Grace was transferred to the London hospital, where specialists recognized the progressing paralysis of Guillain-Barre, which remains incurable more than 150 years after it was described. In 1859, Jean Baptiste Octave Landry de Thezillat reported the 10 cases of what he termed ascending paralysis, so called because it often begins in the feet, although it also can descend from the cranial nerves of the head. In 1916, three French physicians, Jean-Alexandre Barre, Georges Guillain and Andre Strohl (whose work wasn't acknowledged at the time) made a scientific presentation on what later came to be called Guillain-Barre syndrome.
The autoimmune disorder most often follows viral maladies such as upper respiratory infections, or diarrheal infections. More rarely, it's set in motion by surgery, trauma or pregnancy. But the condition may be best-known as a side effect for hundreds of swine flu vaccine recipients in 1976. Although Guillain-Barre remains a documented risk of vaccinations, it produces one extra case for every million people vaccinated for the flu, Gorson said. People are far more likely to get it as a complication of the flu than from the vaccine to prevent the flu, he said.
There is no known cure for Guillain-Barre, although two standard treatments can hasten recovery by 50 percent, Gorson said. Most doctors try a five-day course of intravenous immunoglobulin infusions, which weaken the body's attack on itself, because they're simpler to administer. Plasma exchanges require a central line to remove blood from the body, take out the plasma and then return the red and white cells, and this poses a higher risk of infection.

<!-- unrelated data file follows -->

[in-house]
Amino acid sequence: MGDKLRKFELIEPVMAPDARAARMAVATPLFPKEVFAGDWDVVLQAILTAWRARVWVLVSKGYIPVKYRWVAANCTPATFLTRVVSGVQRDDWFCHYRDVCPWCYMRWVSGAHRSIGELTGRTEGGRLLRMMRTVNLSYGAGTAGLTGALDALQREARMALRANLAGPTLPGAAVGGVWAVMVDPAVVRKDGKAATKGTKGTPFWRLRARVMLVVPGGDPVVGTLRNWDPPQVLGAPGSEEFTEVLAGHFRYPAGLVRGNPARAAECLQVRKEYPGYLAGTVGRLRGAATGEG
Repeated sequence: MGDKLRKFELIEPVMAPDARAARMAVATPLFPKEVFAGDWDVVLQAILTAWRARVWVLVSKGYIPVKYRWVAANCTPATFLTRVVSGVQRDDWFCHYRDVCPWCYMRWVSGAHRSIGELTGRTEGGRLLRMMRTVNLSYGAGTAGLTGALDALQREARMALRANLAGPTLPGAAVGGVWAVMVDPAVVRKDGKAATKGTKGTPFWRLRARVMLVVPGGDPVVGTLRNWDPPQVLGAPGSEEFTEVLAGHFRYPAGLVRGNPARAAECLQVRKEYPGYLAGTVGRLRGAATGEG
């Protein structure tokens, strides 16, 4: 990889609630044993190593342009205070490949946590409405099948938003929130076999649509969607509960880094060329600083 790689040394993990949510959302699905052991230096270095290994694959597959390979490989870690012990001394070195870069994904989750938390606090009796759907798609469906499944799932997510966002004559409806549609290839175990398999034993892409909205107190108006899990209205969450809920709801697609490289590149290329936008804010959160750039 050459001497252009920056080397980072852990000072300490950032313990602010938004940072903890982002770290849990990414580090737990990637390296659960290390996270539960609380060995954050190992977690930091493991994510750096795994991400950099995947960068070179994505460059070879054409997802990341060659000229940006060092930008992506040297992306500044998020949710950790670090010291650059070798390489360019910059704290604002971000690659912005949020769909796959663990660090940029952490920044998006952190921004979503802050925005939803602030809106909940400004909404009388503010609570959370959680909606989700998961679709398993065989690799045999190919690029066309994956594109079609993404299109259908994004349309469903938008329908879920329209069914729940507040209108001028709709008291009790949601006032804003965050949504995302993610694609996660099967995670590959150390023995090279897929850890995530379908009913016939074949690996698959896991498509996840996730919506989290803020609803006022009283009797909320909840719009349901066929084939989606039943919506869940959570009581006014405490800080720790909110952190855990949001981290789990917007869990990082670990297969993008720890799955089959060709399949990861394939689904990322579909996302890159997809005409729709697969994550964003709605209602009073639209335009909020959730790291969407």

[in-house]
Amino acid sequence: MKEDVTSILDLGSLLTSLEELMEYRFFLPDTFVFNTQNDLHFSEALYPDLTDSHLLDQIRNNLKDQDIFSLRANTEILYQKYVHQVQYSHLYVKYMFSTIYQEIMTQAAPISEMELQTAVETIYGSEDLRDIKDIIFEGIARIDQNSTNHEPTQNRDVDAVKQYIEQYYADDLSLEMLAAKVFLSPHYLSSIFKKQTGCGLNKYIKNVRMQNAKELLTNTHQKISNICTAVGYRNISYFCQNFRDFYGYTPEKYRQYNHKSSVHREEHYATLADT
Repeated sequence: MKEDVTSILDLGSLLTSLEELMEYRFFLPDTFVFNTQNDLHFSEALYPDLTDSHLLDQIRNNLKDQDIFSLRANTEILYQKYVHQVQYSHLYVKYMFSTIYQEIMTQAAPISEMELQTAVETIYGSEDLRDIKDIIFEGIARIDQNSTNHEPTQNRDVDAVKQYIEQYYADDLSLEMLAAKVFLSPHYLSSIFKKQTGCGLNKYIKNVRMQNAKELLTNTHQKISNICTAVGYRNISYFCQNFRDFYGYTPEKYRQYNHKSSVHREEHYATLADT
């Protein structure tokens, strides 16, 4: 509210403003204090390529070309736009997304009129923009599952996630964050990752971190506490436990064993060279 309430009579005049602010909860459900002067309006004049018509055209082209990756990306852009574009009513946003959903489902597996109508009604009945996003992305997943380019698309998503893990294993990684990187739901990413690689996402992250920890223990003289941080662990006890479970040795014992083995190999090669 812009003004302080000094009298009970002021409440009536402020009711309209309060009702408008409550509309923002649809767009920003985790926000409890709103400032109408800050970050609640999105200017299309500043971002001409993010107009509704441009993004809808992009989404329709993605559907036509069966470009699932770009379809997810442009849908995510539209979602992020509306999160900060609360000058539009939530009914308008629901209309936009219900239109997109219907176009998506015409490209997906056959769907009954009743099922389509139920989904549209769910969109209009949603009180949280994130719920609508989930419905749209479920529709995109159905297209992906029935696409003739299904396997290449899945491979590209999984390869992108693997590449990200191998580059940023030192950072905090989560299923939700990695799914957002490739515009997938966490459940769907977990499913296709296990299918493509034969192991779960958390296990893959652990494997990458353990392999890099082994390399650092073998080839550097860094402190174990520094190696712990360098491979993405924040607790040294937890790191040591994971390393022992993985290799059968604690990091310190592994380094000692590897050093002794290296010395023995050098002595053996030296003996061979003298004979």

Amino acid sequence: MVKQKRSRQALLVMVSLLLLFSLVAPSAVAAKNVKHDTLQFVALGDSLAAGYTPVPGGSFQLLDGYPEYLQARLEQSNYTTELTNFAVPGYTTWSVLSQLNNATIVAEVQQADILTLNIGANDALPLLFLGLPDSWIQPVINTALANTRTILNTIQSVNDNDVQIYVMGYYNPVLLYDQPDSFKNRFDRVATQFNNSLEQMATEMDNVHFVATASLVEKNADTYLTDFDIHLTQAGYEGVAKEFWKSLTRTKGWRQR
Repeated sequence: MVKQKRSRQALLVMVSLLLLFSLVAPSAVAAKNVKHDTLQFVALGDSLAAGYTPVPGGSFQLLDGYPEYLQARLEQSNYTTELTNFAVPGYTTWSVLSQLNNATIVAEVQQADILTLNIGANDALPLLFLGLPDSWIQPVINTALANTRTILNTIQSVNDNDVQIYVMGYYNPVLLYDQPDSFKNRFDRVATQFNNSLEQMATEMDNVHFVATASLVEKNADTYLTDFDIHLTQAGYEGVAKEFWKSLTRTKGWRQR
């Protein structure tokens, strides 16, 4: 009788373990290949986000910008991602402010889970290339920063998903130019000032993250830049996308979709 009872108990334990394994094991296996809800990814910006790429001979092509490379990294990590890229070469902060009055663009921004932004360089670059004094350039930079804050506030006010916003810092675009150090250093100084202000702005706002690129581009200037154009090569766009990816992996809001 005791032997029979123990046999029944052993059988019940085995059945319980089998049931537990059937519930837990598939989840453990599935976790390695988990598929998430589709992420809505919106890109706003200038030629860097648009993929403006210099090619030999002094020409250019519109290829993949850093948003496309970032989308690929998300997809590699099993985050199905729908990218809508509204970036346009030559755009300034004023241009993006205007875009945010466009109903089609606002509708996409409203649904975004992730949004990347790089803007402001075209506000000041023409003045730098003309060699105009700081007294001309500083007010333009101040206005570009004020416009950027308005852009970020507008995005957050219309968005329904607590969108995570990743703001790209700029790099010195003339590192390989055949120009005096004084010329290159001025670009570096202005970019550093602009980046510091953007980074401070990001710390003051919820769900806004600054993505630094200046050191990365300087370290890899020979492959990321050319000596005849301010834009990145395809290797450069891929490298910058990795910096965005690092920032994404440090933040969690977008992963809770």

Extensive paralysis has been well-described in medical literature as a complication of very severe Guillain-Barre. In some cases, "you can be completely paralyzed such that you are in a locked-in state," Gorson said. About 5 percent of cases end in death. The more extensive the symptoms, the less likelihood of full recovery, but 60 percent to 80 percent of patients do recover well.
The good news is that the peripheral nerves that are attacked by the disorder have the ability to regain their protective myelin sheaths and regenerate. Recovery, even if slow, can continue up to four years after the illness takes its neurologic toll.
Although there are interesting experiments being conducted on animals, a check of the National Institutes of Health's clinical trial listings finds none on Guillain-Barre. However, Dutch researchers have been experimenting with a second IVIG, or intravenous immunoglobin, course for patients who don't respond to the first. That trial is expected to be expanded into a multi-center international study within the next year.